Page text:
Some people know from an early age that their life's work will be devoted to bettering the lives of others. This type of work can take many forms, including teachers, doctors and humanitarians. One man, apparently inspired by the poor treatment of his grandmother, claims that his way of doing this was by providing care to those who are near the end of their lives by running a network of hospices in Illinois. However, prosecutors, who have accused the man of health care fraud, claim that his goal was actually to make money.
According to documents filed against the man, he allegedly trained nurses to find reasons to claim that patients receiving hospice care required inpatient care. Prosecutors claim that Medicare was billed over four times more than required in some cases. He was allegedly compensated for this behavior by awarding himself large bonuses.
Nurses working for nursing homes and the hospice network controlled by the accused man claim that supervisors strongly encouraged them to falsify documents detailing the level of care needed by the patients. One woman even said she falsely noted on the charts of two patients that they required additional treatment as result of falls. In addition to the health care fraud charge, the man has been charged with obstructing a federal audit.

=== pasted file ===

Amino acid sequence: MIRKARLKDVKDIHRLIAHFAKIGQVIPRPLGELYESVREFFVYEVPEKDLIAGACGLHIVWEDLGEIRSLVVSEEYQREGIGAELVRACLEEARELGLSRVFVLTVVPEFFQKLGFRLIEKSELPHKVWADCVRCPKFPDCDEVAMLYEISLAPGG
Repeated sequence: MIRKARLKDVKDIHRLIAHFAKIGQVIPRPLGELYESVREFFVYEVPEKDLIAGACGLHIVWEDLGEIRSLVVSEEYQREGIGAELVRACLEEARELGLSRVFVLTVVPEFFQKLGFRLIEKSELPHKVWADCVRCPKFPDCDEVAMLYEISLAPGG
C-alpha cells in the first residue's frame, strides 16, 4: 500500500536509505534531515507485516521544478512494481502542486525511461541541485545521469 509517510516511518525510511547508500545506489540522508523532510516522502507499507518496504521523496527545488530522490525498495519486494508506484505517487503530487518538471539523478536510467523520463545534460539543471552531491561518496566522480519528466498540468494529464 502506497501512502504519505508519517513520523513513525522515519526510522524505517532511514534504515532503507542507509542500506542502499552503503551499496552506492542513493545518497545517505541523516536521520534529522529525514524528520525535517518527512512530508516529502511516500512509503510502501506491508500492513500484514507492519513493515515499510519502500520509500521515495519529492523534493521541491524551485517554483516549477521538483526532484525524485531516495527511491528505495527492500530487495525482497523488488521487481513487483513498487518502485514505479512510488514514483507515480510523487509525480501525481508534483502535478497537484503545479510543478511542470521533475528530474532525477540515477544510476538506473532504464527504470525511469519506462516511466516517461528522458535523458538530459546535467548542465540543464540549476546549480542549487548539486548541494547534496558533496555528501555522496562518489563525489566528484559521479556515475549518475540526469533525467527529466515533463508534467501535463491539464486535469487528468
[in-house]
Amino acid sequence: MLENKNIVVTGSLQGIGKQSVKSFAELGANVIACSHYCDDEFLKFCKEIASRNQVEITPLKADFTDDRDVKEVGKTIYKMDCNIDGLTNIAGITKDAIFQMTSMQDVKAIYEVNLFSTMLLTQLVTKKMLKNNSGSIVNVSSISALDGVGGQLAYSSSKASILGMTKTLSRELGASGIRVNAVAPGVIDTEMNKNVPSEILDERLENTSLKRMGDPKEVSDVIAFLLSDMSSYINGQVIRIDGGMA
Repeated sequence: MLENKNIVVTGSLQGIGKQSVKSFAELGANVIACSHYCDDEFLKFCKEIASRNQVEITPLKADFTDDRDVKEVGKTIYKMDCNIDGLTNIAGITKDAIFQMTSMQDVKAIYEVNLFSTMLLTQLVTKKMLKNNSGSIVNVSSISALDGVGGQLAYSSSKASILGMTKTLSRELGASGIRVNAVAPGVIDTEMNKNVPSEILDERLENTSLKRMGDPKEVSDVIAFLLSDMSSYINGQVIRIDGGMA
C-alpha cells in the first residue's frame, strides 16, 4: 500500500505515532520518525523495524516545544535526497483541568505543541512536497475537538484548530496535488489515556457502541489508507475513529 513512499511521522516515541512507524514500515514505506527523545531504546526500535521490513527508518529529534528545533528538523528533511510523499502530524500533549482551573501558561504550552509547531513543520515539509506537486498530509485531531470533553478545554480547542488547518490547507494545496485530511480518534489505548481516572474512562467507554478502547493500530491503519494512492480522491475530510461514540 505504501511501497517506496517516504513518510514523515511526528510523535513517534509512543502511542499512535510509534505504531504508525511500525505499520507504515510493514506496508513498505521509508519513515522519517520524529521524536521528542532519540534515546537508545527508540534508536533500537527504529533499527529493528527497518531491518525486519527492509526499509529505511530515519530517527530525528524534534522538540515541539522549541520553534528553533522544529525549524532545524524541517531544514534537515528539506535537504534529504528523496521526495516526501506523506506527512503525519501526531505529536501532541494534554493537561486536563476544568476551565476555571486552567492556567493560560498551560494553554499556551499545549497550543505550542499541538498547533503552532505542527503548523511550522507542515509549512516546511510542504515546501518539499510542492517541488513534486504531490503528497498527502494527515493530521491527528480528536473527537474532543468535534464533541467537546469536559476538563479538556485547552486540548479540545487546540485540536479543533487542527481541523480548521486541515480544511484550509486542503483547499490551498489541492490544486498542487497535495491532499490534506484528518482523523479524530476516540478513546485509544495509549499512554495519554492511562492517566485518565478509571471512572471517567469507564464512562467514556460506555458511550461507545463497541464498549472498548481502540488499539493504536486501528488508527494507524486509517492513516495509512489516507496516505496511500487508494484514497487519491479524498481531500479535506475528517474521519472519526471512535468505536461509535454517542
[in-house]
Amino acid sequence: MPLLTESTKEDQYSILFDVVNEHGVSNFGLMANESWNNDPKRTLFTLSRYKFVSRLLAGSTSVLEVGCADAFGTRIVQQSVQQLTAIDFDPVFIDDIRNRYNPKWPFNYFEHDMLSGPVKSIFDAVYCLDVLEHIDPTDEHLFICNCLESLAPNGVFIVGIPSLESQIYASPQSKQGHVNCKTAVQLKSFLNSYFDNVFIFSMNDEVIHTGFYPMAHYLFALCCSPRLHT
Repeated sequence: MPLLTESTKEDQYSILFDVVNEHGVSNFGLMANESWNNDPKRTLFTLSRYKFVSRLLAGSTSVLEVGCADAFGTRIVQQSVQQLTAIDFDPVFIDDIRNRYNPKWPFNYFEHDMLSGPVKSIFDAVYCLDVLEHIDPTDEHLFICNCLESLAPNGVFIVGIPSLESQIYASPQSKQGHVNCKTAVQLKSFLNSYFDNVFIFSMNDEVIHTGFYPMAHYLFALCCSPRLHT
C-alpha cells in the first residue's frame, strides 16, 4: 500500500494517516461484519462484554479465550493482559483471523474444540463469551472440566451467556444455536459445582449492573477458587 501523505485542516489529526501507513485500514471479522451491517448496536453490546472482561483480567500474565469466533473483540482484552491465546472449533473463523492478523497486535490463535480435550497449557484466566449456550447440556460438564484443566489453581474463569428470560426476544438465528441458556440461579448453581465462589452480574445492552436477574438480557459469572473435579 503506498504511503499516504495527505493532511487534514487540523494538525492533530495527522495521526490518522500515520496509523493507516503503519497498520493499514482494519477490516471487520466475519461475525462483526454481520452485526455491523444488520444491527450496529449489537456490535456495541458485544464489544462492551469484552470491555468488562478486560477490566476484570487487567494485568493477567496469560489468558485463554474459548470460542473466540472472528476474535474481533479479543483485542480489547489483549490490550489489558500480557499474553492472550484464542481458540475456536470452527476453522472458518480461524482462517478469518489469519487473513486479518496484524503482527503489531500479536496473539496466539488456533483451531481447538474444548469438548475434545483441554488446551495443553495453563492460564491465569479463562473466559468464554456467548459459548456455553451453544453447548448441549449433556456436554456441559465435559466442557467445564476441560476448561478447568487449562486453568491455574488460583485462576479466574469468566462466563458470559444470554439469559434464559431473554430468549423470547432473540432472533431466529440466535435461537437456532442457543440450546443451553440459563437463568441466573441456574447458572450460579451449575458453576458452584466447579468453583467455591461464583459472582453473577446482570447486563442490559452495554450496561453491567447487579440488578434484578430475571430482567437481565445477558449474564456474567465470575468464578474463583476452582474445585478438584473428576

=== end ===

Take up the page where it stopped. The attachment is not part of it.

It is unclear at this time what evidence the prosecution has to support their claims of health care fraud or if the nurses and other supervisors mentioned in the court documents will also face criminal charges. Prosecutors will have to provide enough evidence to prove the charges against the Illinois man beyond a reasonable doubt, a difficult standard to meet. Throughout the criminal procedures, the man's rights must be carefully preserved to ensure that he receives the fair trial to which he is entitled.
Source: Chicago Tribune, Hospice owner charged with Medicare, Medicaid fraud, Jason Meisner, Jan. 27, 2014